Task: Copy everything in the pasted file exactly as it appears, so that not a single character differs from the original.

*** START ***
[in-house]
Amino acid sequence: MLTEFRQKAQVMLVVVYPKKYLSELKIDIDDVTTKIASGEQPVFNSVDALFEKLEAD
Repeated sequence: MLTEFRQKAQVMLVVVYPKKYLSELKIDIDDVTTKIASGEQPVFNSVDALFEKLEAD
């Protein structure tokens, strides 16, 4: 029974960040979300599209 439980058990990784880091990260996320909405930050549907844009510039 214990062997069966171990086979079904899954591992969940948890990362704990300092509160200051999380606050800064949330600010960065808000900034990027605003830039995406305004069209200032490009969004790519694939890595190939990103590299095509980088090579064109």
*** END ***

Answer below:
[in-house]
Amino acid sequence: MLTEFRQKAQVMLVVVYPKKYLSELKIDIDDVTTKIASGEQPVFNSVDALFEKLEAD
Repeated sequence: MLTEFRQKAQVMLVVVYPKKYLSELKIDIDDVTTKIASGEQPVFNSVDALFEKLEAD
């Protein structure tokens, strides 16, 4: 029974960040979300599209 439980058990990784880091990260996320909405930050549907844009510039 214990062997069966171990086979079904899954591992969940948890990362704990300092509160200051999380606050800064949330600010960065808000900034990027605003830039995406305004069209200032490009969004790519694939890595190939990103590299095509980088090579064109």